EDITOR’S SUMMARY

Special Interest Group/Classification Research (SIG/CR) explored the significance of studies on classification and its real world effects through paper presentations by students and faculty at the 2015 ASIS&T Annual Meeting workshop. Presenters looked at the effects of approaches to classifying and structuring knowledge and at the ways classification models frame similarities and differences and influence views of society and the world. Among the papers on specific models and cases were presentations on capturing situation semantics in metadata, classifications of violence and disasters and historians’ perspectives on organizing information. Fundamental philosophical positions were shown to inform classifications, and the effects of classificatory systems evolve with time. Other papers addressed the cultural, political and theoretical consequences of compiling a controlled vocabulary, outsourcing metadata and information resources for classification of social and cultural issues. The workshop ended with the announcement of new officers and presentation of student scholarships.

KEYWORDS

classification
knowledge organization systems
information models
controlled vocabularies
index language construction
domain analysis
sociocultural aspects
special interest groups


ASIS&T Annual Meeting Pre-conference Activities

SIG/CR Workshop

Conceptual Crowbars and Classification at the Crossroads: The Impact and Future of Classification Research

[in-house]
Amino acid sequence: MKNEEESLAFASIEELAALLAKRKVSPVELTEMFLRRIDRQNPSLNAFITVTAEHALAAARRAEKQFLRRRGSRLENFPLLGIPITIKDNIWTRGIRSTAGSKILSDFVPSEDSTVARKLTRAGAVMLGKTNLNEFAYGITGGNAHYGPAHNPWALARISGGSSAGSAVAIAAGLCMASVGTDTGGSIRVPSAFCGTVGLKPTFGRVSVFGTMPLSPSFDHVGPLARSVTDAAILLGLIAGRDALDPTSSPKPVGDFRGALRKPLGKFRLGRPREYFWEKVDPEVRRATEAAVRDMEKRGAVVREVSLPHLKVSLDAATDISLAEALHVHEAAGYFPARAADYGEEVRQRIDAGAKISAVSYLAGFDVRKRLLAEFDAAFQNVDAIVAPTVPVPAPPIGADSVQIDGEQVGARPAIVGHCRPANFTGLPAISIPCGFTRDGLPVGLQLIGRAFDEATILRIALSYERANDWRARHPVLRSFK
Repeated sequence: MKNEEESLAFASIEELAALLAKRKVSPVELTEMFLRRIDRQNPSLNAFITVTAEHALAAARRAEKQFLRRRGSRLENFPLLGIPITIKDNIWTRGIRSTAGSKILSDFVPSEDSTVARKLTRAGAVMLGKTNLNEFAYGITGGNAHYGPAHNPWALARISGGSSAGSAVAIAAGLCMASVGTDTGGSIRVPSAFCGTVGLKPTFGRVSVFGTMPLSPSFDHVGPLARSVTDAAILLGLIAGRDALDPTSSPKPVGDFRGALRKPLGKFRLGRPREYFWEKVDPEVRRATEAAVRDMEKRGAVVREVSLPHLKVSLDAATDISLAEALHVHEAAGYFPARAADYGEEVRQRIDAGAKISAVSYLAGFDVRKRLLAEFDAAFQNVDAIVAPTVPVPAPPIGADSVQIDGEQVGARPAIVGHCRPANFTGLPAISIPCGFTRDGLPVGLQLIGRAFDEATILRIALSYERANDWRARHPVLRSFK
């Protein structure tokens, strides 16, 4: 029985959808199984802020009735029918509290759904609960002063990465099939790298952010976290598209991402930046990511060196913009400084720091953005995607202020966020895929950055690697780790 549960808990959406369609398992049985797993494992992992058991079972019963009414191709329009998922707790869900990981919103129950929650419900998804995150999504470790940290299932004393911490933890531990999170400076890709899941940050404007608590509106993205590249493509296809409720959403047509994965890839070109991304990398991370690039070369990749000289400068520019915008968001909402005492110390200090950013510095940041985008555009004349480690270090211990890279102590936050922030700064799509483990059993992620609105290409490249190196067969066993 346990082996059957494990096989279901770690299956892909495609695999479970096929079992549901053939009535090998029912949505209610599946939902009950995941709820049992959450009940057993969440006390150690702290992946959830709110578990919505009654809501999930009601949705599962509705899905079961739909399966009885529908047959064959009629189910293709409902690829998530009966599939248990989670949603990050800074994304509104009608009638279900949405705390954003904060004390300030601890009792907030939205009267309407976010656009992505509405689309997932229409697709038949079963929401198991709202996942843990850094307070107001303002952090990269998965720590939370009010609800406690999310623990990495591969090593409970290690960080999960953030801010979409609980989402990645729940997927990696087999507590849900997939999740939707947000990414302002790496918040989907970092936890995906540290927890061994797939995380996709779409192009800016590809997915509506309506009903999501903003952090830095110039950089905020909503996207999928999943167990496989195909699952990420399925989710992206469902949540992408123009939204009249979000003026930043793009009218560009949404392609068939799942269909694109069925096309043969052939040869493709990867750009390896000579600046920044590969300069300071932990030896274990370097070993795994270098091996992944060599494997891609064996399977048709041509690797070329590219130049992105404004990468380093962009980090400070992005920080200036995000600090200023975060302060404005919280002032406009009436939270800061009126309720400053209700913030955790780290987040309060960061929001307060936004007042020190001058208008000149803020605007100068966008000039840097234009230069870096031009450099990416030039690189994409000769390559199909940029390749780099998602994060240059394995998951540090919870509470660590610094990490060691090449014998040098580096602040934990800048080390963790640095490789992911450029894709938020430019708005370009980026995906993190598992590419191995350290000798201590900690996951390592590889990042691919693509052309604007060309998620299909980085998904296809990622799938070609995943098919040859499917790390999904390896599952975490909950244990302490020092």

by Melissa Adler

The 2015 Classification Research workshop consciously and critically engaged the general Annual Meeting theme, “Information Science with Impact,” in order to frame conversations about the results and significance of classification research. With the increasing emphasis on impact in and around information science, the organizers seized the opportunity to consider some of the ways in which we define ourselves as a classification research group and how we understand our research to affect and influence theory and practice. Classification matters not only in the functioning of information systems and technologies, but also in the lived experiences of individuals and in society, organizations and all information contexts. It is important to evaluate the positive and negative as well as the intended and unintended consequences of classification and classification research.

The spate of recent violent events, together with the resistance and response, quickens a crucial set of questions about the nature of our work. One of the aims of the workshop was to cast such violence as a knowledge organization problem. The organizers also wanted to consider whether and how classificatory acts and systems can be reparative or transformative. They asked the following questions in their call: What bearing does the structuring of knowledge have upon the seeking, reception, circulation and use of knowledge and information? Do classifications tell us something about agendas, political contexts or authority? What role do our classification systems play in constituting and challenging categories of difference? In what ways have communities used and/or challenged classifications in civic action and protest?